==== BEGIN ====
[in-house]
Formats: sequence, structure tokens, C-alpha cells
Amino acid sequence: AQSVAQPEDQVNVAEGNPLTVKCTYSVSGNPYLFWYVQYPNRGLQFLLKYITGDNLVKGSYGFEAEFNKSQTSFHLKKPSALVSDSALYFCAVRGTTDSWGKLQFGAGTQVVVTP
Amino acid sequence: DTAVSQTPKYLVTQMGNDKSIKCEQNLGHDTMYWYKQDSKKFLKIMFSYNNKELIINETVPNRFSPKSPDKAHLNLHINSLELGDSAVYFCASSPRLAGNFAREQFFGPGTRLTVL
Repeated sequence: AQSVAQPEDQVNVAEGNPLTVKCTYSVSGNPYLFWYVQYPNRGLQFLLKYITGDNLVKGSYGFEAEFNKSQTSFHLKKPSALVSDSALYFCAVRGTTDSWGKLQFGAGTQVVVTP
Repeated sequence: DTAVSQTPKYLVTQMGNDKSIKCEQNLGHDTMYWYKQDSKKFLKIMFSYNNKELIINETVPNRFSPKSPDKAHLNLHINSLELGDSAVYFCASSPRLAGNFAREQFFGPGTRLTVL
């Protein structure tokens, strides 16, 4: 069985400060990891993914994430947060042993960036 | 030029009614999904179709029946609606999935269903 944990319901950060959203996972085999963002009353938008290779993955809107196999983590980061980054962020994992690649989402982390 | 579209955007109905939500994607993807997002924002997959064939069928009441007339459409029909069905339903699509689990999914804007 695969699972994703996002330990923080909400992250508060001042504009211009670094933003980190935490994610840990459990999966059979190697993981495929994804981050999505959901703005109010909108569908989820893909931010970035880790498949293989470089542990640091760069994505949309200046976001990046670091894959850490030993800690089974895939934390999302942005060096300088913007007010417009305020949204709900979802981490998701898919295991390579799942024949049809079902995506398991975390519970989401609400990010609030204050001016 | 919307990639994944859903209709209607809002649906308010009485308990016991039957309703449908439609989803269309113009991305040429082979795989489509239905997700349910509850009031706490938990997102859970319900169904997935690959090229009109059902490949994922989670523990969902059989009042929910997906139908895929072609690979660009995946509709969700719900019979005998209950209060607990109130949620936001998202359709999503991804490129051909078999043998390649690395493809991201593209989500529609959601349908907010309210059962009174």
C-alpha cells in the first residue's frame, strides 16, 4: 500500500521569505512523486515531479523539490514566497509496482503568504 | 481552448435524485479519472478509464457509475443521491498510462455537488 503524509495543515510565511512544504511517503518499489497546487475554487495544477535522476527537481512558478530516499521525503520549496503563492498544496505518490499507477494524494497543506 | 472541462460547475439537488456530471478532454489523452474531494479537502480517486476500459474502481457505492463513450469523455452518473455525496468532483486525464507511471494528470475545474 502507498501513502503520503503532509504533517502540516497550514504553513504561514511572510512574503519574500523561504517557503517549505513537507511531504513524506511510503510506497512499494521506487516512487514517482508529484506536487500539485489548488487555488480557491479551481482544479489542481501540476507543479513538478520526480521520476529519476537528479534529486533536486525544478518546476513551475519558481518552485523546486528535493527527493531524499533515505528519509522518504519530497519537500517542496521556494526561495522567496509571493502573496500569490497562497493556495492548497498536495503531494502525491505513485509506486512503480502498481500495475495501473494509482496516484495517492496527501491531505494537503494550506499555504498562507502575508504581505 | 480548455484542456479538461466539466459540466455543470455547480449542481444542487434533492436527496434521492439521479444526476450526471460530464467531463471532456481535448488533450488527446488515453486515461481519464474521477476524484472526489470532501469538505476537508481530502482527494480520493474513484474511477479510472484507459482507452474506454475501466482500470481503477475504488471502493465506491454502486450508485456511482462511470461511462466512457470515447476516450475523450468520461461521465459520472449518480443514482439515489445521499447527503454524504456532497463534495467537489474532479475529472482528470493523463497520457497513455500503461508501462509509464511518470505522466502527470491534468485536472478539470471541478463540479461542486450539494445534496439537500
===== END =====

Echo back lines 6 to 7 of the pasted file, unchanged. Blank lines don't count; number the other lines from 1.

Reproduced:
Repeated sequence: DTAVSQTPKYLVTQMGNDKSIKCEQNLGHDTMYWYKQDSKKFLKIMFSYNNKELIINETVPNRFSPKSPDKAHLNLHINSLELGDSAVYFCASSPRLAGNFAREQFFGPGTRLTVL
């Protein structure tokens, strides 16, 4: 069985400060990891993914994430947060042993960036 | 030029009614999904179709029946609606999935269903 944990319901950060959203996972085999963002009353938008290779993955809107196999983590980061980054962020994992690649989402982390 | 579209955007109905939500994607993807997002924002997959064939069928009441007339459409029909069905339903699509689990999914804007 695969699972994703996002330990923080909400992250508060001042504009211009670094933003980190935490994610840990459990999966059979190697993981495929994804981050999505959901703005109010909108569908989820893909931010970035880790498949293989470089542990640091760069994505949309200046976001990046670091894959850490030993800690089974895939934390999302942005060096300088913007007010417009305020949204709900979802981490998701898919295991390579799942024949049809079902995506398991975390519970989401609400990010609030204050001016 | 919307990639994944859903209709209607809002649906308010009485308990016991039957309703449908439609989803269309113009991305040429082979795989489509239905997700349910509850009031706490938990997102859970319900169904997935690959090229009109059902490949994922989670523990969902059989009042929910997906139908895929072609690979660009995946509709969700719900019979005998209950209060607990109130949620936001998202359709999503991804490129051909078999043998390649690395493809991201593209989500529609959601349908907010309210059962009174």